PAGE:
This has been widely ignored by the media. I tried copying/pasting the article below but there are typos that could not be corrected.
Here is the link:
This should put to rest Moore’s/Liberals’ claim that Bush soley authorized the flights of Saudi Arabian citizens, including members of Osama bin Laden’s family, from the United States immediately after the attacks of Sept. 11, 2001.
Clarke claims responsibility
Ex-counterterrorism czar approved post-9-11 flights for bin Laden family
By Alexander Bolton = The Hill, May 26, 2004
Richard Clarke, who served as President Bush’s chief of counterterrorism, has claimed sole responsibility for approving flights of Saudi Arabian citizens, including members of Osama bin Laden’s family, from the United States immediately after the attacks of Sept. 11, 2001.
In an interview with The Hill yesterday, Clarke said, "I take responsibility for it. I don?t think it was a mistake, and I?d do it again.?
Most of the 26 passengers aboard one flight, which departed from the United States on Sept. 20, 2001, were relatives of Osama bin Laden, whom intelligence officials blamed for the attacks almost immediately after they happened.
Clarke?s claim of responsibility is likely to put an end to a brewing political controversy on Capitol Hill over who approved the controversial flights of members of the Saudi elite at a time when the administration was preparing to detain dozens of Muslim-Americans and people with Muslim backgrounds as material witnesses to the attacks.
Several Democrats say that at a closed-door meeting May 6, they pressed members of the commission investigating the attacks of Sept. 11 to find out who approved the flights.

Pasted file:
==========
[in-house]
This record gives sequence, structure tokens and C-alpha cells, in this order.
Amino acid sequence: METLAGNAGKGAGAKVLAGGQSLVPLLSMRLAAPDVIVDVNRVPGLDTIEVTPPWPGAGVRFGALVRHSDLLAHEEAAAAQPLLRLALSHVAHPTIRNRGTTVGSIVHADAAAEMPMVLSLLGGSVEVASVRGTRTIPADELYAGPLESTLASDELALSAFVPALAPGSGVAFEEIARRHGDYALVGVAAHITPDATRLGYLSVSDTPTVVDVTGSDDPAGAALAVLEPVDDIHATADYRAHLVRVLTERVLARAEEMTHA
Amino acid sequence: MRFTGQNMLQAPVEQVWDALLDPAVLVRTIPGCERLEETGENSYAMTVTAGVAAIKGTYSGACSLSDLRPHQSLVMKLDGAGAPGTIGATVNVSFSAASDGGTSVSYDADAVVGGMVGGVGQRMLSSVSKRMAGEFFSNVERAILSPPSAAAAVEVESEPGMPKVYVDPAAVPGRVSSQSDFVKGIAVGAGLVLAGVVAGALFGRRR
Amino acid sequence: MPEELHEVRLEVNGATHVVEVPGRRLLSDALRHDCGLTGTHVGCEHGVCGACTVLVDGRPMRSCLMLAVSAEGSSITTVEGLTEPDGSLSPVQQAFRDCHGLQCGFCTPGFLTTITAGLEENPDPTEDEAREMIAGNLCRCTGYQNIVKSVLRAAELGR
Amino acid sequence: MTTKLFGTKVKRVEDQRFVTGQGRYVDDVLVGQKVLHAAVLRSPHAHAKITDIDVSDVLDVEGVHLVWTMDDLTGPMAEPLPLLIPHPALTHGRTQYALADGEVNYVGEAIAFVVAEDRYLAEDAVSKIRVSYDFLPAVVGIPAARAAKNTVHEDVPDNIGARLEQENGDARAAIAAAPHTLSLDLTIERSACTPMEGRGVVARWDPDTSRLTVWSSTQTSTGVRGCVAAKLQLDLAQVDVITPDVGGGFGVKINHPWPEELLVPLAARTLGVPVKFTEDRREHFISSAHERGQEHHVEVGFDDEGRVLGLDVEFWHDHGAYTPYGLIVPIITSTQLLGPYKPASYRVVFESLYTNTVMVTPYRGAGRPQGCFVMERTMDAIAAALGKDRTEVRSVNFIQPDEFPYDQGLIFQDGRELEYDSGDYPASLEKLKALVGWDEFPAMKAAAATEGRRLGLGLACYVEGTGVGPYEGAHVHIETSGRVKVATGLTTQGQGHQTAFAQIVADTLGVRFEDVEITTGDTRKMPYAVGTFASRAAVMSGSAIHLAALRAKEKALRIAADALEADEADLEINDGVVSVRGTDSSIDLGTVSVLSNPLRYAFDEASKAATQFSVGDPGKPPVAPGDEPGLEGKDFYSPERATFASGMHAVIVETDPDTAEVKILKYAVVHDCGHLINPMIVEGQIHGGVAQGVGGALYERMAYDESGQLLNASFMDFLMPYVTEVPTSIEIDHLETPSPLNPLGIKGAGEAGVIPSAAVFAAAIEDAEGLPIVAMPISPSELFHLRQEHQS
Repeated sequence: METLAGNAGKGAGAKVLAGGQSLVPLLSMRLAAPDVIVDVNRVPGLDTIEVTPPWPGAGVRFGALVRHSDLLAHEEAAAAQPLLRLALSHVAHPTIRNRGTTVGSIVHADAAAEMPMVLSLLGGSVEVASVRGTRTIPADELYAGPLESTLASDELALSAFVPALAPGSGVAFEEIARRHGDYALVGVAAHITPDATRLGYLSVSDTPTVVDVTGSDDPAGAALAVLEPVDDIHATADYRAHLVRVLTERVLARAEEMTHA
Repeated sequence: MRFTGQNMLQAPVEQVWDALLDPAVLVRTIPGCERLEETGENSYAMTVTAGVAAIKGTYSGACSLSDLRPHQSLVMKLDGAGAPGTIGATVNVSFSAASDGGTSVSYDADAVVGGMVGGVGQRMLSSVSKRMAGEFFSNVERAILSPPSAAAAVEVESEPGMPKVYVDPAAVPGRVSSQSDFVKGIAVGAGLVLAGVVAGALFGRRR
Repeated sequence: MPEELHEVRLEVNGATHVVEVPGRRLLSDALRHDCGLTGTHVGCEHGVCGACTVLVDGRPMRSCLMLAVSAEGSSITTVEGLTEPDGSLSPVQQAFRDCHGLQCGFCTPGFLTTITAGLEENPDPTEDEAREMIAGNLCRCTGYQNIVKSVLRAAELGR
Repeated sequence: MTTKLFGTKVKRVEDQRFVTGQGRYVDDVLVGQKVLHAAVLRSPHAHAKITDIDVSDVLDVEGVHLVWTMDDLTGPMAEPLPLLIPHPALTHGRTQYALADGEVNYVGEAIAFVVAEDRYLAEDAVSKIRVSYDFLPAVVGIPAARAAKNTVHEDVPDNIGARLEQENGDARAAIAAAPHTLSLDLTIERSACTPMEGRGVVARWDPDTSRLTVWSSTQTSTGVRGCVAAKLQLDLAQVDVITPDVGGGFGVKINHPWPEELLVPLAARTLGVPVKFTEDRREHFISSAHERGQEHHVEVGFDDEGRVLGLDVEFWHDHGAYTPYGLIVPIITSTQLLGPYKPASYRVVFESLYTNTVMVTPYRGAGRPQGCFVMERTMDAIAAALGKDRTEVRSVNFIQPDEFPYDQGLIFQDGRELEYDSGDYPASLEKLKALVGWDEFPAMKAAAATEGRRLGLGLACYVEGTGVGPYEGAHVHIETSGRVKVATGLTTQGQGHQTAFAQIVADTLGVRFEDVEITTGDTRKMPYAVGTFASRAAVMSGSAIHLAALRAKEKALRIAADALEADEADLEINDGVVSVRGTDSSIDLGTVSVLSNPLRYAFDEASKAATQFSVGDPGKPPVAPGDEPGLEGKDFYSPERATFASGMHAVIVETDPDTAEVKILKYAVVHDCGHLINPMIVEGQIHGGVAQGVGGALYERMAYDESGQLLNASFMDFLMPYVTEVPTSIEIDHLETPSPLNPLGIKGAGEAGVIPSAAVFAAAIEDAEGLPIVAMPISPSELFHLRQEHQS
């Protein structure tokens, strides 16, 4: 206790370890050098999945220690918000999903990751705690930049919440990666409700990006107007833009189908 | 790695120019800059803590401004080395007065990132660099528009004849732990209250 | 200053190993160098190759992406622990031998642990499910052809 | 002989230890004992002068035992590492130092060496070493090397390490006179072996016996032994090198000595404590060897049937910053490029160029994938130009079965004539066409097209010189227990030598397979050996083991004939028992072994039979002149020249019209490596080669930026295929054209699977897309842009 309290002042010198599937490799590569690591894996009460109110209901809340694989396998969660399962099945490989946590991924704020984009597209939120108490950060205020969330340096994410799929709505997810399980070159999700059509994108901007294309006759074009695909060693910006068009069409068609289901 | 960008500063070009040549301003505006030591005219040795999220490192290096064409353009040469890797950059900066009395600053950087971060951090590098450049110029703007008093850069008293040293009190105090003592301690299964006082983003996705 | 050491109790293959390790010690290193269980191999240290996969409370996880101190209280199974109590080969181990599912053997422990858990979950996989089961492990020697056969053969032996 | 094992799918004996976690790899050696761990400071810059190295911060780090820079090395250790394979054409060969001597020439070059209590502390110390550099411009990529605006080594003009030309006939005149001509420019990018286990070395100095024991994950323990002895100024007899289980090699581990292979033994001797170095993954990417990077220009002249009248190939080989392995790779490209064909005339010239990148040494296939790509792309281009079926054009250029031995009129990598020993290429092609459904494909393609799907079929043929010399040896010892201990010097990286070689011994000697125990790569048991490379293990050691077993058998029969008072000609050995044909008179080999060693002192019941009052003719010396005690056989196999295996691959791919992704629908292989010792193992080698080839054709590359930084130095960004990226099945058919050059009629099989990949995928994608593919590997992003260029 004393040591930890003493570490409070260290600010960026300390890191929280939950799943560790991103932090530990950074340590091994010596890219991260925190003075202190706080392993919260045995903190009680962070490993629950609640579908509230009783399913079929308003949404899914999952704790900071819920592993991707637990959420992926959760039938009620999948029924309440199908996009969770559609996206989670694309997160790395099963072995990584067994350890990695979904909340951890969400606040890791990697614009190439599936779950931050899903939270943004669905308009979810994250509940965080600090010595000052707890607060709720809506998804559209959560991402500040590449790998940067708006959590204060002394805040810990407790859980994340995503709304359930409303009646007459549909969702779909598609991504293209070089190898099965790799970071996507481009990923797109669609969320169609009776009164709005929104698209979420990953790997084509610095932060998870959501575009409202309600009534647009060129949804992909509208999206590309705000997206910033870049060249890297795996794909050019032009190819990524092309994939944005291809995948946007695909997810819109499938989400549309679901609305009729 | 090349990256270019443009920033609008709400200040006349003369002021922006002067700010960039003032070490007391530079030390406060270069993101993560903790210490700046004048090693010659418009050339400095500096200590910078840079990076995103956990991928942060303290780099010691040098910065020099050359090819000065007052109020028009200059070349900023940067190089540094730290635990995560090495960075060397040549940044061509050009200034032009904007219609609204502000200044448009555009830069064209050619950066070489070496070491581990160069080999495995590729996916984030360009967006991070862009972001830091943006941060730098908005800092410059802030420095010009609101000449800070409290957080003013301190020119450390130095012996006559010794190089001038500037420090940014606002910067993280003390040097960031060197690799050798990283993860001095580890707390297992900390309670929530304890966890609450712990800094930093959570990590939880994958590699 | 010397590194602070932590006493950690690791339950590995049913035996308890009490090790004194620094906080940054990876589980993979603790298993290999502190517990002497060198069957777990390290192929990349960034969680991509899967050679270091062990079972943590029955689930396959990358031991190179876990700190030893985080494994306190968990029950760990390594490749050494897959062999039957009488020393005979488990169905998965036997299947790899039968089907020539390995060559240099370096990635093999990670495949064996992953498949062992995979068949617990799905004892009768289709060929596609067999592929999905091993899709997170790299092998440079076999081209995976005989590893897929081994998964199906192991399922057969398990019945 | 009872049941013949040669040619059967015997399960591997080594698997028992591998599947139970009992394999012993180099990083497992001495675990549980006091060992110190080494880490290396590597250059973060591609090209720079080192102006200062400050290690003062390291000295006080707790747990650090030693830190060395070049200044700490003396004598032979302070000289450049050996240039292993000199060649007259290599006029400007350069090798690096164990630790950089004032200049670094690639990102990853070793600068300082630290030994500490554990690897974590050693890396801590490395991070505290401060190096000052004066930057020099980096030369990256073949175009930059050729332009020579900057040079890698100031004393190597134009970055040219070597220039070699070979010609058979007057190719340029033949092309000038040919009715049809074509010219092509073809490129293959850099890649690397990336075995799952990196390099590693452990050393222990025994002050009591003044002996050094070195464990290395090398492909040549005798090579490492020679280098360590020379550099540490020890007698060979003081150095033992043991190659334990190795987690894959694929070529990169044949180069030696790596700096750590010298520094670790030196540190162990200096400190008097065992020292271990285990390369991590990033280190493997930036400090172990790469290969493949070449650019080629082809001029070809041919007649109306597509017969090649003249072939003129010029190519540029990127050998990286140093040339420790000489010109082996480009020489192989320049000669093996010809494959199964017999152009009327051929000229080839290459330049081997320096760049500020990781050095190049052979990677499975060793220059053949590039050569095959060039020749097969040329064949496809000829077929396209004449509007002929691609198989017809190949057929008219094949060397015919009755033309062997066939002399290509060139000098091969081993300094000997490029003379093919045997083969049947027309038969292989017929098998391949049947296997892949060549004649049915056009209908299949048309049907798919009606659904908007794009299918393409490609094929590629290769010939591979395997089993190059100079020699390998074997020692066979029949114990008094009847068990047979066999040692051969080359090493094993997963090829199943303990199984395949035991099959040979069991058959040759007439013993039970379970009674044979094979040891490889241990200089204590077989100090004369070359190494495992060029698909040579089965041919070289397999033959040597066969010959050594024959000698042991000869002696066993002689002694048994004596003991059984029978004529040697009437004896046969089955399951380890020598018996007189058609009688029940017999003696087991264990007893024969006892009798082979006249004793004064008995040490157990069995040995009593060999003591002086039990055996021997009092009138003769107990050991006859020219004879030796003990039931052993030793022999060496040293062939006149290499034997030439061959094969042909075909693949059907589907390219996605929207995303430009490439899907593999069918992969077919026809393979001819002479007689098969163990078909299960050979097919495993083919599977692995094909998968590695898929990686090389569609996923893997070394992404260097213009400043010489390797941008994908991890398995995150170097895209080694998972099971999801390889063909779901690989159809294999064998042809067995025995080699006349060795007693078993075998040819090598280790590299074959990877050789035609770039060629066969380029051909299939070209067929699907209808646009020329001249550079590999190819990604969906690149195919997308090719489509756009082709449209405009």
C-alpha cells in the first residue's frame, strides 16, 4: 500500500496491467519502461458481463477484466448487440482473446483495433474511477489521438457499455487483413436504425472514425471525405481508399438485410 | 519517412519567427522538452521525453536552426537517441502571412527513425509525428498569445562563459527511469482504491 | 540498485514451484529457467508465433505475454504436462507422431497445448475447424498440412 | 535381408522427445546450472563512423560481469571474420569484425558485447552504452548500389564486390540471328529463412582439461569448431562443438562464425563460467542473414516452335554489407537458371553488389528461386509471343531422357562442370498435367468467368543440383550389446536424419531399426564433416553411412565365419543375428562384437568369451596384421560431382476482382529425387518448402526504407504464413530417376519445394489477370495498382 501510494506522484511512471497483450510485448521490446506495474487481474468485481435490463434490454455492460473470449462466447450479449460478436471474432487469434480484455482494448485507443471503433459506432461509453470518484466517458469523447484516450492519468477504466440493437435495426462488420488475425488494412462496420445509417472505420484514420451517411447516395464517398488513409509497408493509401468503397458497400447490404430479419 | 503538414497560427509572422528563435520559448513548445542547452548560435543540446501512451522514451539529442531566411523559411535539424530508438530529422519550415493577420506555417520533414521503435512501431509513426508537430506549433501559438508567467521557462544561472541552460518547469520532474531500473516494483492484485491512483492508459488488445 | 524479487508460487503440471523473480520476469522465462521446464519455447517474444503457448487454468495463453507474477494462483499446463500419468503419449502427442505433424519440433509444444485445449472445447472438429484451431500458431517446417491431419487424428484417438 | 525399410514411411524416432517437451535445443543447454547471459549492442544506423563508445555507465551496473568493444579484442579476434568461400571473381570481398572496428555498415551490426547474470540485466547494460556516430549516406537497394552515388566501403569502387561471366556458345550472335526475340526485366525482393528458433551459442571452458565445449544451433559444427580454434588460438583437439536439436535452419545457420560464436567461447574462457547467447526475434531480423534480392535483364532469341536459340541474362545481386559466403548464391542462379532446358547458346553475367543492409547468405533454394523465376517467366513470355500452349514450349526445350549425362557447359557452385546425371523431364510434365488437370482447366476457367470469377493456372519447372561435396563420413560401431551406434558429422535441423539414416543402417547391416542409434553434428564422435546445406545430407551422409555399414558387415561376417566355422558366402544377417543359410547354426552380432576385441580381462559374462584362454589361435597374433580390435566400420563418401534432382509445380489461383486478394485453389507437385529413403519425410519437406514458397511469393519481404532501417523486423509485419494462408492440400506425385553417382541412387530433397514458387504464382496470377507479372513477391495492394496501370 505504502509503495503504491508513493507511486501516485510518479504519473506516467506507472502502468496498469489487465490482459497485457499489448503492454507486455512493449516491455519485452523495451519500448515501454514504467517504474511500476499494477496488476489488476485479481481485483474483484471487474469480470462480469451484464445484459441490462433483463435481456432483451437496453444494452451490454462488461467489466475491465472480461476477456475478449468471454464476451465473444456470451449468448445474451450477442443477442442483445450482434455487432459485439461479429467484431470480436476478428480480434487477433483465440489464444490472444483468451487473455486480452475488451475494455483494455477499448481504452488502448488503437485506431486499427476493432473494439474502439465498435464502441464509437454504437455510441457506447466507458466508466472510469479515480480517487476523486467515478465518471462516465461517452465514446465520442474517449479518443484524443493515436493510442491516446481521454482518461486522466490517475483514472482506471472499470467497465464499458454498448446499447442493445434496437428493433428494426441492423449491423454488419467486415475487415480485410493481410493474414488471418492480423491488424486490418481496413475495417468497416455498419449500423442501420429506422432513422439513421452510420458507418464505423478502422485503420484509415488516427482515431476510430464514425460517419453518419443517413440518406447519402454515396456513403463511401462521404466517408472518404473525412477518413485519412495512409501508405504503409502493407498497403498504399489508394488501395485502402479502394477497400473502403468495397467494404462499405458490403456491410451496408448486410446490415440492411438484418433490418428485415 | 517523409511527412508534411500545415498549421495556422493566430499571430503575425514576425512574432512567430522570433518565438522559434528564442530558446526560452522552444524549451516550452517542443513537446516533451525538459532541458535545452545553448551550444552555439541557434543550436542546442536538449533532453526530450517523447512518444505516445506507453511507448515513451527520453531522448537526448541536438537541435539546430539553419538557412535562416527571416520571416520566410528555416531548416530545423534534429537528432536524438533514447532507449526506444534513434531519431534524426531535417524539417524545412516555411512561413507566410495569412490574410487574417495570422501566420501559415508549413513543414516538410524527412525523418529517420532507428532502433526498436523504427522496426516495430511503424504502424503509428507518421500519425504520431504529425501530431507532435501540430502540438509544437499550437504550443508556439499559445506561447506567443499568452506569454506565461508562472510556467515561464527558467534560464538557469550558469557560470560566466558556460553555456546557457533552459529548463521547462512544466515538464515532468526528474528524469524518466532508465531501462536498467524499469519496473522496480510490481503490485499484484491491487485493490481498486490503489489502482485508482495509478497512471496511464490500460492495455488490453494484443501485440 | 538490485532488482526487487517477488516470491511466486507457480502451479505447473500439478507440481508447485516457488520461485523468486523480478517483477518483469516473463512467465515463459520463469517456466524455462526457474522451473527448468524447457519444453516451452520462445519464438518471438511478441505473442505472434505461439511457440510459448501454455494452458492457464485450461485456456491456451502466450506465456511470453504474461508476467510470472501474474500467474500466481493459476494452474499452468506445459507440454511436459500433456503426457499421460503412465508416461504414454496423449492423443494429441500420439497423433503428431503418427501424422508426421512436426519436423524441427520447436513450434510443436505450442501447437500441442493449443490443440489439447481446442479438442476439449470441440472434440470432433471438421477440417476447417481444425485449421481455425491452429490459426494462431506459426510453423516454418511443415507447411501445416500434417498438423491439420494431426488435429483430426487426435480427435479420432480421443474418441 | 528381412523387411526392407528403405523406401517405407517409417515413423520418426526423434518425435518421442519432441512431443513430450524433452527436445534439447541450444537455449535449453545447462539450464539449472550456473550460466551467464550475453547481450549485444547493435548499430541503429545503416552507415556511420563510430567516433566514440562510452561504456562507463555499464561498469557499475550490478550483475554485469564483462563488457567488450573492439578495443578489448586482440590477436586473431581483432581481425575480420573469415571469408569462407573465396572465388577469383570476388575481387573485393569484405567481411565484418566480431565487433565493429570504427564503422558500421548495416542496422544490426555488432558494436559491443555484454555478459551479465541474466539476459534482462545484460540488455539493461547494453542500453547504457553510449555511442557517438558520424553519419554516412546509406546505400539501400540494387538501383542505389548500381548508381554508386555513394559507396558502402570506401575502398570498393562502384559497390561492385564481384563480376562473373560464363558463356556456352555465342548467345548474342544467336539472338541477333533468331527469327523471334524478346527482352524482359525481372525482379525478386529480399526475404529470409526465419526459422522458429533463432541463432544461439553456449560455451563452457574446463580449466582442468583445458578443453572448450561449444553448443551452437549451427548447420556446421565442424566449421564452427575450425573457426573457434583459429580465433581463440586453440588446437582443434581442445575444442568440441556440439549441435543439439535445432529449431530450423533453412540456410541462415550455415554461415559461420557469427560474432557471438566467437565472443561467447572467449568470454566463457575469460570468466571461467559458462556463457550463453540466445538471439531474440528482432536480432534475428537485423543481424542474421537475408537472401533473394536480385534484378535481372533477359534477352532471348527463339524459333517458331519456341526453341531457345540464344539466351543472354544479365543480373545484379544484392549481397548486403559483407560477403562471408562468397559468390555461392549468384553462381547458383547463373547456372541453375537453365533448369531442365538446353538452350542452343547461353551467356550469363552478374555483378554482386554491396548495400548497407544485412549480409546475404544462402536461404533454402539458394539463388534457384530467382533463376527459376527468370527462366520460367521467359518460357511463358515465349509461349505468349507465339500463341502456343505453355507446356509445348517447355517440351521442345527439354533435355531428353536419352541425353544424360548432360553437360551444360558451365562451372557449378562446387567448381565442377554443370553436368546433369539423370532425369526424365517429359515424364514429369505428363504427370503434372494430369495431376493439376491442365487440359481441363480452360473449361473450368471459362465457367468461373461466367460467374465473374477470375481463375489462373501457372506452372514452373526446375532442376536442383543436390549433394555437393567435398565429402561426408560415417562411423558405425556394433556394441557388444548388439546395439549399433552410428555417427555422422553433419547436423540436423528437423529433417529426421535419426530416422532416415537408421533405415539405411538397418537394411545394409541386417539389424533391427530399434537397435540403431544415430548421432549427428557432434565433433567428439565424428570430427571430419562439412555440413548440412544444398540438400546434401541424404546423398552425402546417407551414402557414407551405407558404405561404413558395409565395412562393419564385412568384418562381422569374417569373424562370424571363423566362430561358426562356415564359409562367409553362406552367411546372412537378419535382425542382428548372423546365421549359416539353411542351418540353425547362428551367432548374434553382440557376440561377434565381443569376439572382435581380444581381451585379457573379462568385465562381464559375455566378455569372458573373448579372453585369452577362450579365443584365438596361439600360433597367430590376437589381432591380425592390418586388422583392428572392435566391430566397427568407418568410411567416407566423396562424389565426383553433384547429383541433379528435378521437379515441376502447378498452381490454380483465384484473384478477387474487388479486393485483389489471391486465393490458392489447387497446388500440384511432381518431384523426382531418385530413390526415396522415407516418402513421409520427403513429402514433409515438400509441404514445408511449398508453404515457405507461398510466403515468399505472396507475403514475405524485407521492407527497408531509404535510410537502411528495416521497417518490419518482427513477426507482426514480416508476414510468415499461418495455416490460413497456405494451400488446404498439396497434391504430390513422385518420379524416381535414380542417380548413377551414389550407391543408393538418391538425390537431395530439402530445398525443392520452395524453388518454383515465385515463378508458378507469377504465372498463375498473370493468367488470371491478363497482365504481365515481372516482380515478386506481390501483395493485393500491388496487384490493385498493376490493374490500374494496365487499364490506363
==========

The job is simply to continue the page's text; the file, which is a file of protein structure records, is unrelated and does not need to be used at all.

Sen. Barbara Boxer (D-Calif.), who attended the meeting, said she asked former Rep. Lee Hamilton (D-Ind.) and former Secretary of the Navy John Lehman, a Republican, ?Who authorized the flight[s] and why??
?They said it?s been a part of their inquiry and they haven?t received satisfactory answers yet and they were pushing,? Boxer added.
Another Democrat who attended the meeting confirmed Boxer?s account and reported that Hamilton said: ?We don?t know who authorized it. We?ve asked that question 50 times.?
Referring to questions about who authorized the flights, former Rep. Tim Roemer (D-Ind.), one of the 10 members of the bipartisan Sept. 11 commission, said in an interview Monday: ?In my mind, this isn?t resolved right now. We need more clarity and information from the relevant political sources and FBI sources.?
But Clarke yesterday appeared to put an end to the mystery.
?It didn?t get any higher than me,? he said. ?On 9-11, 9-12 and 9-13, many things didn?t get any higher than me. I decided it in consultation with the FBI.?
Clarke?s explanation fit with a new stance Hamilton has taken on the issue of the Saudi flights.
Hamilton said in an interview Friday that when he told Democratic senators that the commission did not know who authorized the Saudi flights, he was not fully informed.
?They asked the question ?Who authorized the flight?? and I said I did not know and I?d try to find out,? Hamilton said. ?I learned subsequently from talking to the staff that we thought Clarke authorized the flight and it did not go higher.?
?I did not at any point say the White House was stalling,? Hamilton added. ?They asked me who authorized it, and I said we didn?t know.?
Hamilton said, however, that ?we asked the question of who authorized the flight many times to many people.?
?The FBI cleared the names [of the passengers on the flights] and Clarke?s CSG [Counterterrorism Security Group] team cleared the departure,? Hamilton said.
He cautioned that this is ?a story that could shift, and we still have this under review.?